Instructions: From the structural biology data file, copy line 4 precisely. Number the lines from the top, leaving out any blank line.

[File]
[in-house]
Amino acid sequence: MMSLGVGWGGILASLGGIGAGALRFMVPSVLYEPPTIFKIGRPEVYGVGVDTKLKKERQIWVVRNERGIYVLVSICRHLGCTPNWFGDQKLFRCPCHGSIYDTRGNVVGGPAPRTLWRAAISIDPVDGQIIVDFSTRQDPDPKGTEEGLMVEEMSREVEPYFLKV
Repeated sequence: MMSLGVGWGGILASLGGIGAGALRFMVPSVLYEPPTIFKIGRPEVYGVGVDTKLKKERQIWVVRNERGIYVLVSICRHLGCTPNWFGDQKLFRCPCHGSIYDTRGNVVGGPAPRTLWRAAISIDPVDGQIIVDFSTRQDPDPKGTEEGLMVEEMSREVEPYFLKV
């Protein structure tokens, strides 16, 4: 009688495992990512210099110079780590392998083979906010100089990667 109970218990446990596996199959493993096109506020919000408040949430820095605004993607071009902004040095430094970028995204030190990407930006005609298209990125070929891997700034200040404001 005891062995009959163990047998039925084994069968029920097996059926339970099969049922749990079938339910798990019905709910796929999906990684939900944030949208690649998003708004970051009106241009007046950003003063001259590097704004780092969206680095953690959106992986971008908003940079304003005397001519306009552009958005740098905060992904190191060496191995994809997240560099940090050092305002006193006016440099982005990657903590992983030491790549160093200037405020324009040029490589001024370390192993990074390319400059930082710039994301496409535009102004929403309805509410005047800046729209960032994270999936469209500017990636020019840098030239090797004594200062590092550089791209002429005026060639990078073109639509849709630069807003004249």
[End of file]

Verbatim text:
């Protein structure tokens, strides 16, 4: 009688495992990512210099110079780590392998083979906010100089990667 109970218990446990596996199959493993096109506020919000408040949430820095605004993607071009902004040095430094970028995204030190990407930006005609298209990125070929891997700034200040404001 005891062995009959163990047998039925084994069968029920097996059926339970099969049922749990079938339910798990019905709910796929999906990684939900944030949208690649998003708004970051009106241009007046950003003063001259590097704004780092969206680095953690959106992986971008908003940079304003005397001519306009552009958005740098905060992904190191060496191995994809997240560099940090050092305002006193006016440099982005990657903590992983030491790549160093200037405020324009040029490589001024370390192993990074390319400059930082710039994301496409535009102004929403309805509410005047800046729209960032994270999936469209500017990636020019840098030239090797004594200062590092550089791209002429005026060639990078073109639509849709630069807003004249």